I am not so sure any of us really know what shifts have happening inside this Administration.  Major offices, such as cyber-security, is being run by people who have been working there though many Administrations, without someone being appointed to run it.  Many ongoing research projects have been halted such as looking into health problems in certain states and what environmental issues are connected to them.  I am sure there are too many undisclosed changes and cutbacks to site.

More than anything between Mother Nature wreaking havoc on our country right now from Hurricanes to Fires, the under-lying Mueller investigation, to the tweets, to the fear for many possibly being deported that could take billions out of the economy, it is this crazy fear that makes us numb to reality.

Perhaps I put too much expectation on our leaders.  Perhaps the system really doesn’t shift much because if we are lucky each leader just gets one thing major accomplished.  But I just can’t help believe that one true leader can really make us go down a much brighter path.  These days the path just seems like a constant torrent of black clouds, rain and wind. It is making me start to ignore it all and look for sunny spots elsewhere.  It is dangerous to be immune to everything that is going on around us right now.  Perhaps that is their point.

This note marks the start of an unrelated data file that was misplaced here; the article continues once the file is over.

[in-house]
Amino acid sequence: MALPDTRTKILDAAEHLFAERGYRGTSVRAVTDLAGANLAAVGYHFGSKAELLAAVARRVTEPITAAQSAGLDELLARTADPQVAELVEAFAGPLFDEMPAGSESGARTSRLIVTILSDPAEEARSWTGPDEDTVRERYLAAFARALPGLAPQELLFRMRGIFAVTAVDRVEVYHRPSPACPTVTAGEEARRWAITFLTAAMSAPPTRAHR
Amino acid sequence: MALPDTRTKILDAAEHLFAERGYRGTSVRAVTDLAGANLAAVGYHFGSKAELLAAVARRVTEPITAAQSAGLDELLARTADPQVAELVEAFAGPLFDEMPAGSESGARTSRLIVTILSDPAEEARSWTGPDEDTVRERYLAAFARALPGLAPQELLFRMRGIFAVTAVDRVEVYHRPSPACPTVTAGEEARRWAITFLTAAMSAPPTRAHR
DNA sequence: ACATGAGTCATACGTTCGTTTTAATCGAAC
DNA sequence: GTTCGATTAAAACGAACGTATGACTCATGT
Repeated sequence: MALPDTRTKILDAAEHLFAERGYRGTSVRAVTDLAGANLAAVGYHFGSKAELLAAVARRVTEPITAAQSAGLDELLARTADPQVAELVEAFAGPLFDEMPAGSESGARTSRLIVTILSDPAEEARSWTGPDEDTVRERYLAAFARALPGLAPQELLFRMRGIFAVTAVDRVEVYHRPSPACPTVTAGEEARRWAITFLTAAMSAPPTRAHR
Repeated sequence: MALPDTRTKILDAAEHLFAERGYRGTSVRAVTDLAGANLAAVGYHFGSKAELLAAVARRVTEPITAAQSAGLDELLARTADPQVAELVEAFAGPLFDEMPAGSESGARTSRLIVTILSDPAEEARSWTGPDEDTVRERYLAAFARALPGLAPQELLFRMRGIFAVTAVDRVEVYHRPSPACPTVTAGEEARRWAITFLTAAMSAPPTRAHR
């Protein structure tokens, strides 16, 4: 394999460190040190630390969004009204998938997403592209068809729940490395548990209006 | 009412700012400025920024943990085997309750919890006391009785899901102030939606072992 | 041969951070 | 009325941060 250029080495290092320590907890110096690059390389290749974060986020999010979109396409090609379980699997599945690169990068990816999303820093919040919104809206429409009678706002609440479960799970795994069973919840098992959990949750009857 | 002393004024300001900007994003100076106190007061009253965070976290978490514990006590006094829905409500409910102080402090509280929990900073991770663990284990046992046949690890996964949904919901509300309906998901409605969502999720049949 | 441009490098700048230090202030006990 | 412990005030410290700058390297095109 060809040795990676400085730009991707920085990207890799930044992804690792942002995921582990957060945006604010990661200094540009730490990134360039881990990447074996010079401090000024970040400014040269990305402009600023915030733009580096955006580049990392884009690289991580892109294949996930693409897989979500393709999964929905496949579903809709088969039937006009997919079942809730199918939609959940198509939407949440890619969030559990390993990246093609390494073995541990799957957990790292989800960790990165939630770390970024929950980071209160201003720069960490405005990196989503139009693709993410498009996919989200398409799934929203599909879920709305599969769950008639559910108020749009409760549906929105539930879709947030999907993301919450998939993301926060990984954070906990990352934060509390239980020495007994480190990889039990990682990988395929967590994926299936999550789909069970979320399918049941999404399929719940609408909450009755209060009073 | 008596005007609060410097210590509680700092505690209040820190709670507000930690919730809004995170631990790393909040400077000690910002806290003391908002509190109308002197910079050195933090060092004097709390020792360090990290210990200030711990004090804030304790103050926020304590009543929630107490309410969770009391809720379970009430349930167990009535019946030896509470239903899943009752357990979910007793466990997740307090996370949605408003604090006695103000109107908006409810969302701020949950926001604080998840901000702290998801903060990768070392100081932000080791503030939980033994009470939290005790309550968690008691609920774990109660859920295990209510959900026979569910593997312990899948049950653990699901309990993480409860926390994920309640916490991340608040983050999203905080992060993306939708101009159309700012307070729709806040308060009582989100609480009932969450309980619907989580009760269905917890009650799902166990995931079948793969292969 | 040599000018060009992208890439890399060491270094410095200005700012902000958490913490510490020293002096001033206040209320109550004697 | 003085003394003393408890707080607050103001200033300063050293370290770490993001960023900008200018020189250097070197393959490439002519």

Survival

I spent a lot of time this summer thinking about survival.  What we do to survive and how survival shapes us.  I find myself reflecting more about this topic. Survival is about your personal nurture more than nature.

After reading the book We Were the Lucky Ones, a true story about the survival of a Polish family in WWII.  It is amazing what this family did to survive.  Sometimes it was just fate and other times pure chutzpah.  There is no doubt that what each of them lived through changed who they were for ever.  I wonder if I would have survived that horrific time in history.

The book 4 3 2 1 forces the reader to think about survival.  Each of those 4 lives, with the same exact character, shaped his outcome but not who he was at his core.  I wrote about this book after reading it.

Then I read something like Evicted and wonder how those children living in these circumstances will be shaped by those survival experiences.  Will they rise to the occasion to always have a roof over their head or will they just fall into the same endless cycle of despair that their parents, unfortunately, provided for them?